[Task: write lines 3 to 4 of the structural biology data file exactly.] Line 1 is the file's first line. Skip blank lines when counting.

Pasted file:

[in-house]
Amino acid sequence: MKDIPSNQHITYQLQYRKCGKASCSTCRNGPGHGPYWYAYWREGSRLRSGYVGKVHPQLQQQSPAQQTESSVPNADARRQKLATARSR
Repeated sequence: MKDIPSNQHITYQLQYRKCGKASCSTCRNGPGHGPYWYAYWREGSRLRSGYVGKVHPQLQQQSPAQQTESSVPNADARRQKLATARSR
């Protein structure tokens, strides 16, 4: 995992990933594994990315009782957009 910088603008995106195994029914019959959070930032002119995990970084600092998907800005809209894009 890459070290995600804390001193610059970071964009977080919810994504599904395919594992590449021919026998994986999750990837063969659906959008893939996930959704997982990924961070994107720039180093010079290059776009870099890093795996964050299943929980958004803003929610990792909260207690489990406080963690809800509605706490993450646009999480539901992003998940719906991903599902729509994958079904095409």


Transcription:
Repeated sequence: MKDIPSNQHITYQLQYRKCGKASCSTCRNGPGHGPYWYAYWREGSRLRSGYVGKVHPQLQQQSPAQQTESSVPNADARRQKLATARSR
């Protein structure tokens, strides 16, 4: 995992990933594994990315009782957009 910088603008995106195994029914019959959070930032002119995990970084600092998907800005809209894009 890459070290995600804390001193610059970071964009977080919810994504599904395919594992590449021919026998994986999750990837063969659906959008893939996930959704997982990924961070994107720039180093010079290059776009870099890093795996964050299943929980958004803003929610990792909260207690489990406080963690809800509605706490993450646009999480539901992003998940719906991903599902729509994958079904095409």